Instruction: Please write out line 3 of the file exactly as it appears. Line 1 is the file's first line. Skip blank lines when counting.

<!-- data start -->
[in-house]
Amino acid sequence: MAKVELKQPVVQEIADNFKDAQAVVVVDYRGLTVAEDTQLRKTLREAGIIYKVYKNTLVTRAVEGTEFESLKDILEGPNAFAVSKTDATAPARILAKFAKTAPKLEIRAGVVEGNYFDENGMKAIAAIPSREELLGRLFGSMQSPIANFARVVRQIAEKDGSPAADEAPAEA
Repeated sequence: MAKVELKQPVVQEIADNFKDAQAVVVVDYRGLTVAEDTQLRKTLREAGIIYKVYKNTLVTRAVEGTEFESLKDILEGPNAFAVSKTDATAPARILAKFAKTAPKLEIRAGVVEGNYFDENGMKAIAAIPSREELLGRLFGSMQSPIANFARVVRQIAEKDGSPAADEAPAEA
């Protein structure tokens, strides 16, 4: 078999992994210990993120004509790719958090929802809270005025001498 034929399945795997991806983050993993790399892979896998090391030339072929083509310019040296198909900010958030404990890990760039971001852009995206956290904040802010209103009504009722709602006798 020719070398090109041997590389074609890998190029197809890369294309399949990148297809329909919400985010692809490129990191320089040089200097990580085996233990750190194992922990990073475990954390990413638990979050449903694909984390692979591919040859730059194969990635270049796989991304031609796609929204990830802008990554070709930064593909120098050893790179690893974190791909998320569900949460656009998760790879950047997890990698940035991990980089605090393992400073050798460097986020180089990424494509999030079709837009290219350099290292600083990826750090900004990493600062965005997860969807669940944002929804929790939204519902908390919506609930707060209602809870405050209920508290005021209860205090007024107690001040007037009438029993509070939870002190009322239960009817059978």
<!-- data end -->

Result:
Repeated sequence: MAKVELKQPVVQEIADNFKDAQAVVVVDYRGLTVAEDTQLRKTLREAGIIYKVYKNTLVTRAVEGTEFESLKDILEGPNAFAVSKTDATAPARILAKFAKTAPKLEIRAGVVEGNYFDENGMKAIAAIPSREELLGRLFGSMQSPIANFARVVRQIAEKDGSPAADEAPAEA